Phoenix Brighton

The Swiss artist and Bauhaus master, Johannes Itten, died in 1967 – one year before twelve of Waterloo Place’s fourteen important houses were demolished to make way for Wellesley House.

Wellesley House, today known as The Phoenix, made it onto Dr Anthony Seldon’s list of the “City’s Worst Ten Buildings” in his book Brave New City. “This building is ugly, dwarfs its neighbours and is an affront to St. Peter’s Church,” says Seldon. It certainly does dominate Nos. 1 and 2 Waterloo Place (the two buildings which survived the demolition) and the buildings of Richmond Terrace on the other side. But major modifications are planned. I recently met with development manager David Litchfield and from R H Partnership architect Philip Naylor who have recently submitted plans for the renovation of the building.

The Phoenix is home to over one hundred artists from painters and sculptors to performers and film-makers. I cynically asked how improving the building could result in anything other than higher rents for the artists. I was really missing the point of the exercise though which is actually about the generation of income for the benefit of the artists. The addition of a shop, commercial space, and a café/bar at ground floor will all be integral to that aim.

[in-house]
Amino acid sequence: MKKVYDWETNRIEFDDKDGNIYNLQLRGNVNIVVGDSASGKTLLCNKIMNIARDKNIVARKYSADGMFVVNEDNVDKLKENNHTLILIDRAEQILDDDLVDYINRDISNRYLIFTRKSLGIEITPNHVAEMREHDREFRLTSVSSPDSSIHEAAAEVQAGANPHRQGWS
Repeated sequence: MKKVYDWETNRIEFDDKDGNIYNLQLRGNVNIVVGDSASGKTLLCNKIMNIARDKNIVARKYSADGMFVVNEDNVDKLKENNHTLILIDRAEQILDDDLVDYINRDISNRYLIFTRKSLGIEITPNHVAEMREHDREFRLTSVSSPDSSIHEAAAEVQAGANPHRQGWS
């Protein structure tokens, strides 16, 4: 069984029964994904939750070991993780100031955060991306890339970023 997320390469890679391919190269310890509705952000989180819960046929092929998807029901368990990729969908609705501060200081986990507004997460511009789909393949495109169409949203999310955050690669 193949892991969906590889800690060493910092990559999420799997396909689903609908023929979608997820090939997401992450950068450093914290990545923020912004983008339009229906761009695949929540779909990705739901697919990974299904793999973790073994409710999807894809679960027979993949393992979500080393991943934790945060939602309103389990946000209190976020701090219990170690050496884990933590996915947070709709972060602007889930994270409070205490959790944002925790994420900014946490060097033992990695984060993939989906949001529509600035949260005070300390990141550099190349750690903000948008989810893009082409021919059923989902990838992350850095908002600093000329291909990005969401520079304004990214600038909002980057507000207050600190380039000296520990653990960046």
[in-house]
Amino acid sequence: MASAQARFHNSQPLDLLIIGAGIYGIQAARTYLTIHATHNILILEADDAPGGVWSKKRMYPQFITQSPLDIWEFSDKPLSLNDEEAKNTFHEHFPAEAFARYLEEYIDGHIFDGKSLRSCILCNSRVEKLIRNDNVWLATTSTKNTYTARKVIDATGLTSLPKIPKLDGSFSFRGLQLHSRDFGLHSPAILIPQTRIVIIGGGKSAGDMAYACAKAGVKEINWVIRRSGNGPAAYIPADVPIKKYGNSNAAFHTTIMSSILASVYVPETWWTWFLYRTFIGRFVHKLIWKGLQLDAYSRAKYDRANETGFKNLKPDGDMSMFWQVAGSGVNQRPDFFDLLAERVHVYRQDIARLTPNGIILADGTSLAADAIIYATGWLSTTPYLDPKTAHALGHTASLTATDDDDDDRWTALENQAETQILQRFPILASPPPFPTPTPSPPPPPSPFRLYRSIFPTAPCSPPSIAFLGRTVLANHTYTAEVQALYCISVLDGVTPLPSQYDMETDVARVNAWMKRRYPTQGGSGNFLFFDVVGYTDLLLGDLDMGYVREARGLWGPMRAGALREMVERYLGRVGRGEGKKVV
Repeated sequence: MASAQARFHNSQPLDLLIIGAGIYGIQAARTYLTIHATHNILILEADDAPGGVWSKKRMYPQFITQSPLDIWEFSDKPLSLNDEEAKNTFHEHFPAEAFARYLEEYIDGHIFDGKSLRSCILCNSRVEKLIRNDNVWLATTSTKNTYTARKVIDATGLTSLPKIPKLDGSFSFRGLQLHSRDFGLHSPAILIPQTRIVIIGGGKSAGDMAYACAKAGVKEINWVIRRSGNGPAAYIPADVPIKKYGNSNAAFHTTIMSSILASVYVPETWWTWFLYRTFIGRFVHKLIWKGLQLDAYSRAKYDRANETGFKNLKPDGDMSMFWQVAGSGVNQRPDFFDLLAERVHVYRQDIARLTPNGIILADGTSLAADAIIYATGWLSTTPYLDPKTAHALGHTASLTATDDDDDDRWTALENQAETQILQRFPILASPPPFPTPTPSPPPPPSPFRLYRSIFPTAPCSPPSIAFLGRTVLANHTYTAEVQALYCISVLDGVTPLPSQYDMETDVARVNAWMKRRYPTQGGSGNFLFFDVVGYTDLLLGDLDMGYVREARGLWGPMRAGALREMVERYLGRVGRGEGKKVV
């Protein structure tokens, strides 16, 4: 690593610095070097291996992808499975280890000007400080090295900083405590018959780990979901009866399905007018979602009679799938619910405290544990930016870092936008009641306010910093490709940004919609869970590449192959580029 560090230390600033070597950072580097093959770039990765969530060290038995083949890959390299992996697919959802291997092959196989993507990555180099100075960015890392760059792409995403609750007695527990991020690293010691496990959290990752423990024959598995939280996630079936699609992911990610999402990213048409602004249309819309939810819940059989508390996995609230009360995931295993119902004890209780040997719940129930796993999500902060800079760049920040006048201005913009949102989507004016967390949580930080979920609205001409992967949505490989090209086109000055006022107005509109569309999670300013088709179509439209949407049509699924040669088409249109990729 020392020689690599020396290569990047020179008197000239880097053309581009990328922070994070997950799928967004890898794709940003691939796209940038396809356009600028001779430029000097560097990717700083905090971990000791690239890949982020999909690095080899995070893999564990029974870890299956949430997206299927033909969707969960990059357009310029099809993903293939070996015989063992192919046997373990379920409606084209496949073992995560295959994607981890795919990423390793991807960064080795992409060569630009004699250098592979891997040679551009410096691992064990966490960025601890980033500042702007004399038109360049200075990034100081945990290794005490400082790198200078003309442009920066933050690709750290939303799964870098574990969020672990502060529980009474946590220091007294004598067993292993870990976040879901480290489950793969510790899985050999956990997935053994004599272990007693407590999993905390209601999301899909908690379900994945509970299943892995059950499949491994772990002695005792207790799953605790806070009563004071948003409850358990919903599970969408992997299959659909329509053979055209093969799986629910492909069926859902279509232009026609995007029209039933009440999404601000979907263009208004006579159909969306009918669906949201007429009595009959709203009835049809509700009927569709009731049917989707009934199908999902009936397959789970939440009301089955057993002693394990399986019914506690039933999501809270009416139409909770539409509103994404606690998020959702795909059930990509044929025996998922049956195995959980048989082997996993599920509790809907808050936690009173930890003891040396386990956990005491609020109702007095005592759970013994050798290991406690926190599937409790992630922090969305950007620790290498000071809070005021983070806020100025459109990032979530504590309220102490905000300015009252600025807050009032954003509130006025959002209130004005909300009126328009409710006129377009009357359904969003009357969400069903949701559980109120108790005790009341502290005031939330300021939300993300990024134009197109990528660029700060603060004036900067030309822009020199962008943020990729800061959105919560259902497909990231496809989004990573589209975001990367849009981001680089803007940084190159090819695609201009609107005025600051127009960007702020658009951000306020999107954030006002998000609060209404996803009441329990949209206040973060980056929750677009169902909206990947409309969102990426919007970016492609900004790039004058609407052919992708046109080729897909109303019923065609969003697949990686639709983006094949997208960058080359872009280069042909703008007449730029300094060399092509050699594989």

The Phoenix in its current form is hardly inviting. A curved terrace with seating will be created, essentially as an extension to the pavement out front, which will allow pedestrians to get much closer to the building. No extra floors are to be added on top of the six-storey structure but ‘ribbons’ and a radical new colour scheme will entirely transform the overall look. LEDS behind the ribbons on the front of the building will provide light at night and louvres between those on the back will shield the artists from sunlight during the day. The form of the ribbons and the choice of colours were inspired by the work of Itten.

The Phoenix’s location on the junction of two of Brighton’s roads, Lewes Road and Ditchling Road, is key to the funding of the project. A huge advertising banner on the building whilst works takes place will be viewed by thousands upon thousands of motorists and should provide around £1/2 million towards the scheme.

The planning application should be decided over the coming weeks and I look forward to a positive outcome. See for details of the plans.